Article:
UH Cullen College Of Engineering Recognized For Achievements In Diversity By ASEE

The college is one of 74 engineering programs around the country that received a bronze-level designation as part of ASEE’s national Diversity Recognition Program, which launched this year. Bronze was the only level designated during this inaugural award cycle.

Founded in 1893, ASEE is a nonprofit organization committed to furthering education in engineering and engineering technology. Its new program is the first national effort to publicly recognize engineering schools for their contributions to building a diverse workforce.

“This award from the ASEE is a great honor and it signifies that the Cullen College of Engineering is among the nation’s leaders in inclusive excellence,” said Joseph Tedesco , Elizabeth D. Rockwell Dean of the college. “We have a well-established tradition of encouraging diversity and inclusion at the college and our goal is to keep building our successes.”

Previously, the Program for Mastery in Engineering Studies (PROMES) at the Cullen College won two consecutive awards from INSIGHT Into Diversity, the largest and oldest U.S.-based diversity and inclusion magazine and website in higher education. PROMES, established in 1974, received a 2018 Inspiring Programs in STEM Award and Jerrod Henderson , director of PROMES, was honored with a 2017 Inspiring Leader in STEM Award.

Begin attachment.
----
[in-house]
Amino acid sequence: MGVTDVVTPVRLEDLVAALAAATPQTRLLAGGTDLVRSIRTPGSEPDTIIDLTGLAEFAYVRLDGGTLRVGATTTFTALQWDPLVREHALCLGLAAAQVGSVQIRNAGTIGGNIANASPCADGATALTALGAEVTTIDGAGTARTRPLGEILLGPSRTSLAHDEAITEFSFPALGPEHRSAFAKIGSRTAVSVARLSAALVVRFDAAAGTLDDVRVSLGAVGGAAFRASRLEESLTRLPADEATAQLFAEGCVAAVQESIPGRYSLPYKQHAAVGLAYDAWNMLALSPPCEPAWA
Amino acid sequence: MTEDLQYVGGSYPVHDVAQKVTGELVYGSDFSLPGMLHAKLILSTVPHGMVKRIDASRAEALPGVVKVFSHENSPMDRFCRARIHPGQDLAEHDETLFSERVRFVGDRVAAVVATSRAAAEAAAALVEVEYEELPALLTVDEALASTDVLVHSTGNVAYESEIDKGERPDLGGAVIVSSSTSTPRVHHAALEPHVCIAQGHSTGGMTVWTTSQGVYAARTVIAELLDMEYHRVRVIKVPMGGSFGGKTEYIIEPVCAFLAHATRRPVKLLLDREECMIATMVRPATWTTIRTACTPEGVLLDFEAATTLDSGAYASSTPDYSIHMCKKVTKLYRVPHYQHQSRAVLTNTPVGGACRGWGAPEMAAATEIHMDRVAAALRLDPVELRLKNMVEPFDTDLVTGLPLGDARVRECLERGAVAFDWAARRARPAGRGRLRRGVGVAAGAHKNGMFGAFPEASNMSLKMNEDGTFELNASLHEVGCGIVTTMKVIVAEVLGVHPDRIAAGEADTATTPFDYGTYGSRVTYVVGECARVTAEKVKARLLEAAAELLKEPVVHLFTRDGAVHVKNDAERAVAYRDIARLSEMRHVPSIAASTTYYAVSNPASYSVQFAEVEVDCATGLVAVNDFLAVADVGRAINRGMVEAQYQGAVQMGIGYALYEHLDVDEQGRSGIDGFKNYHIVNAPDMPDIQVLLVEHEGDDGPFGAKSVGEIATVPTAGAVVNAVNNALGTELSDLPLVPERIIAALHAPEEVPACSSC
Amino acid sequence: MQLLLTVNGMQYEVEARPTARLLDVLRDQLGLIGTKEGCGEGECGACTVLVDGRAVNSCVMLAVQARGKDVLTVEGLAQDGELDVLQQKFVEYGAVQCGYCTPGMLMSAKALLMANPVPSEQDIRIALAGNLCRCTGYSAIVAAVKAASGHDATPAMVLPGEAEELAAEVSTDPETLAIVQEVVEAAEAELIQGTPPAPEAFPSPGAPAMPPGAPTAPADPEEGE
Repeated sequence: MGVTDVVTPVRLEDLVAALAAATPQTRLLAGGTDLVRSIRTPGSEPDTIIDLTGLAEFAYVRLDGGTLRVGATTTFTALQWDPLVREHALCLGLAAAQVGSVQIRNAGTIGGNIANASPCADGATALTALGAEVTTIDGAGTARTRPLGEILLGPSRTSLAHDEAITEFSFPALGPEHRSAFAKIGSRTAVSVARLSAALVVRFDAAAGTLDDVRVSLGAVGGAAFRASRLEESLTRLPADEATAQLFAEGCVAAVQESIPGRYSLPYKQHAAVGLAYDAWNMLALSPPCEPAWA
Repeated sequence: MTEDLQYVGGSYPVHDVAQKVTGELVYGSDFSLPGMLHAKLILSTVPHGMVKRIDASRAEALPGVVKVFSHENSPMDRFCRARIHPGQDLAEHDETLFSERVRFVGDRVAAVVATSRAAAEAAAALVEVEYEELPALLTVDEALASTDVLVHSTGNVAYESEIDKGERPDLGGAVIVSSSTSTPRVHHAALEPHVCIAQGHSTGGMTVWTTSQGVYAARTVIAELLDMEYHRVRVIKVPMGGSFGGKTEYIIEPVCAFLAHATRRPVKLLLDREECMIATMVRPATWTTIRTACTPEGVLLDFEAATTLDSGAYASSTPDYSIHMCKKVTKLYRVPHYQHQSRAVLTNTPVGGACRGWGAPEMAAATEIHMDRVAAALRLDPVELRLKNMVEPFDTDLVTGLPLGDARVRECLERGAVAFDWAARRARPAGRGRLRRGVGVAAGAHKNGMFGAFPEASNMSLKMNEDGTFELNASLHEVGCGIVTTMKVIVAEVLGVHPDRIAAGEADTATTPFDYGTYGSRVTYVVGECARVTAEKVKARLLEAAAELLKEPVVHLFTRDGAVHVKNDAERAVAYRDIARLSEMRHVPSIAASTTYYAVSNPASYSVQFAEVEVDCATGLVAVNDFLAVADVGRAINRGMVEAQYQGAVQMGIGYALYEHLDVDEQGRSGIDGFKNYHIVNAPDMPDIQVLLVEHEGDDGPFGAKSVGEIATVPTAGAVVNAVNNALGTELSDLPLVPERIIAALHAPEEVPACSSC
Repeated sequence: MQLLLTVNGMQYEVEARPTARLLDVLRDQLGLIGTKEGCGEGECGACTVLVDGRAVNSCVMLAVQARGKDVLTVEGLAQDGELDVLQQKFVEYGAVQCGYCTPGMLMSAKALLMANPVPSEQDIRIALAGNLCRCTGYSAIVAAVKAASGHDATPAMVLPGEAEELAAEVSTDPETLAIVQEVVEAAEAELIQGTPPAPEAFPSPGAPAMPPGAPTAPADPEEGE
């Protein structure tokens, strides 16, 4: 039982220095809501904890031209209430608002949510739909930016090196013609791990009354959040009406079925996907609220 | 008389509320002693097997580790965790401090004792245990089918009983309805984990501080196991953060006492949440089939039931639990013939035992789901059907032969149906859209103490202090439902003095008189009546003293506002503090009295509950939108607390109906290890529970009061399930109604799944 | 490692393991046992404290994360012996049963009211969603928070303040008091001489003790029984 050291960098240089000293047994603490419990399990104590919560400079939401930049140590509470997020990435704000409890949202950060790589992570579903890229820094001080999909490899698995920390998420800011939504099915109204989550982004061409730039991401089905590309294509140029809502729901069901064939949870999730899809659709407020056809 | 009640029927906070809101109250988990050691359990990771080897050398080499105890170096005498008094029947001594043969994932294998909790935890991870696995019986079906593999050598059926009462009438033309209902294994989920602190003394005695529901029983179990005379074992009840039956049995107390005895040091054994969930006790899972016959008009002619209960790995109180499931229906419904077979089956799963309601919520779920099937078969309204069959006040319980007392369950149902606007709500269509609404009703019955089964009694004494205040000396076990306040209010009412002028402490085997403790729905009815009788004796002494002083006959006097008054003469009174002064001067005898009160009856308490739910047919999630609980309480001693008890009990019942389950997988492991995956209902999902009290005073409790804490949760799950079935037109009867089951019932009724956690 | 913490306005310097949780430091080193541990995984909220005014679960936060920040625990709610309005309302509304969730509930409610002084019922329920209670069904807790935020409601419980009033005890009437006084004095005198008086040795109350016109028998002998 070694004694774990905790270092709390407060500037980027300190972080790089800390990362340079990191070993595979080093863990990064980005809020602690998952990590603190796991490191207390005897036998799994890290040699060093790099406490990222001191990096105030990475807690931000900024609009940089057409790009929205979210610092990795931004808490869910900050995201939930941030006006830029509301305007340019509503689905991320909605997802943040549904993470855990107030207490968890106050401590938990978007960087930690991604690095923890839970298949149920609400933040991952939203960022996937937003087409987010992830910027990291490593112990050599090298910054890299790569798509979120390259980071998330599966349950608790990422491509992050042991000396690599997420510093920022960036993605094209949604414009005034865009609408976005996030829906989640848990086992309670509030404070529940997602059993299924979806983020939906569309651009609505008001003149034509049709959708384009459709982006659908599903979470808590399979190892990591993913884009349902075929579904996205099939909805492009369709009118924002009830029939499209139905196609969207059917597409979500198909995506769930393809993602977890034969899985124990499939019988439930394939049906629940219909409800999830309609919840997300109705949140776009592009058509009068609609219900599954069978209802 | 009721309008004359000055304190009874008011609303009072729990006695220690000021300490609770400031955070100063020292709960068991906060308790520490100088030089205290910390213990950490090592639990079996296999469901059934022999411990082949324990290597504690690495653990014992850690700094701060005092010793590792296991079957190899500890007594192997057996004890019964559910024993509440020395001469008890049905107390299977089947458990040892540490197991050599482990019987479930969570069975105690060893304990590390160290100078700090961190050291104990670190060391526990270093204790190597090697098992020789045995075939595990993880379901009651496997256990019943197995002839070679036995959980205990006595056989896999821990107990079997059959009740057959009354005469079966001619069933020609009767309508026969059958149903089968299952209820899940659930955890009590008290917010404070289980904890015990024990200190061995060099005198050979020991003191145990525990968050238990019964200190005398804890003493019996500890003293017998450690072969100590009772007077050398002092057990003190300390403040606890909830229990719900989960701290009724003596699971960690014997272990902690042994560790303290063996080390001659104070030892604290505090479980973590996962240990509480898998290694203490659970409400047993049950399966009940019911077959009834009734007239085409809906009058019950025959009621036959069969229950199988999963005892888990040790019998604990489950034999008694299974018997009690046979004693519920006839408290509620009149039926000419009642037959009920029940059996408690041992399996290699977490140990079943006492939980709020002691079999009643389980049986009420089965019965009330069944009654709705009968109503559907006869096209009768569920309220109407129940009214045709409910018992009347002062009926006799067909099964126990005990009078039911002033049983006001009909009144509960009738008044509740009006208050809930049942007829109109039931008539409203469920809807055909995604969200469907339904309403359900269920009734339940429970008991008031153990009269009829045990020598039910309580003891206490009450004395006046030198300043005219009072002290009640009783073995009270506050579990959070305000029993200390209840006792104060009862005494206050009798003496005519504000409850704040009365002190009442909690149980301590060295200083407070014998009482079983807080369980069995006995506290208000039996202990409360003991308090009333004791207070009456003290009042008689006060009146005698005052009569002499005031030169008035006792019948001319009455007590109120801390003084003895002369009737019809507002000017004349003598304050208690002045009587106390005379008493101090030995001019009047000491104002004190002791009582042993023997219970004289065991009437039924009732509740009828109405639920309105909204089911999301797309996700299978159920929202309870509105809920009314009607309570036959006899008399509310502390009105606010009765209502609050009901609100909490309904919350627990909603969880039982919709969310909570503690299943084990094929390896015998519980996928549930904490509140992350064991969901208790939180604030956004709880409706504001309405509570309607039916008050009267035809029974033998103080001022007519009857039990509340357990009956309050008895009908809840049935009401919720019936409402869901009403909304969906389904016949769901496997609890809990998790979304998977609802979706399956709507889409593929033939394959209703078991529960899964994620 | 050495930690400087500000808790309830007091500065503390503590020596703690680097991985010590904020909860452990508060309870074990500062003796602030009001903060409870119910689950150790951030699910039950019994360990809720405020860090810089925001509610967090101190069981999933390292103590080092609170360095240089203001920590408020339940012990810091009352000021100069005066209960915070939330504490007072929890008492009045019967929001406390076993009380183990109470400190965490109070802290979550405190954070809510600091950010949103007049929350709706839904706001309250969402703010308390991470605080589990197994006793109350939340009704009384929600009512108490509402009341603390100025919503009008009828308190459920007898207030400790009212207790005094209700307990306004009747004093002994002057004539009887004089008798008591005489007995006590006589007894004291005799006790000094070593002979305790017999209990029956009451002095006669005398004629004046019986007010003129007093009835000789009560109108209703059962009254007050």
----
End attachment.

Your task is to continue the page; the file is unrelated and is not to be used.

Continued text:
In addition to PROMES, the Cullen College offers an array of outreach programs aimed at inspiring underrepresented groups to enter STEM fields. Two such programs – G.R.A.D.E. (Girls Reaching and Demonstrating Excellence) Camp and Girls Engineering the Future (sponsored by Chevron) – focus on encouraging young girls to pursue careers in engineering. The St. Elmo Brady STEM Academy , an innovative after-school program focuses on young, underrepresented male students.

Researchers at the Cullen College track the impact of these programs annually, reporting that a much higher percentage of the participants go on to study STEM fields in college when compared to their peers.

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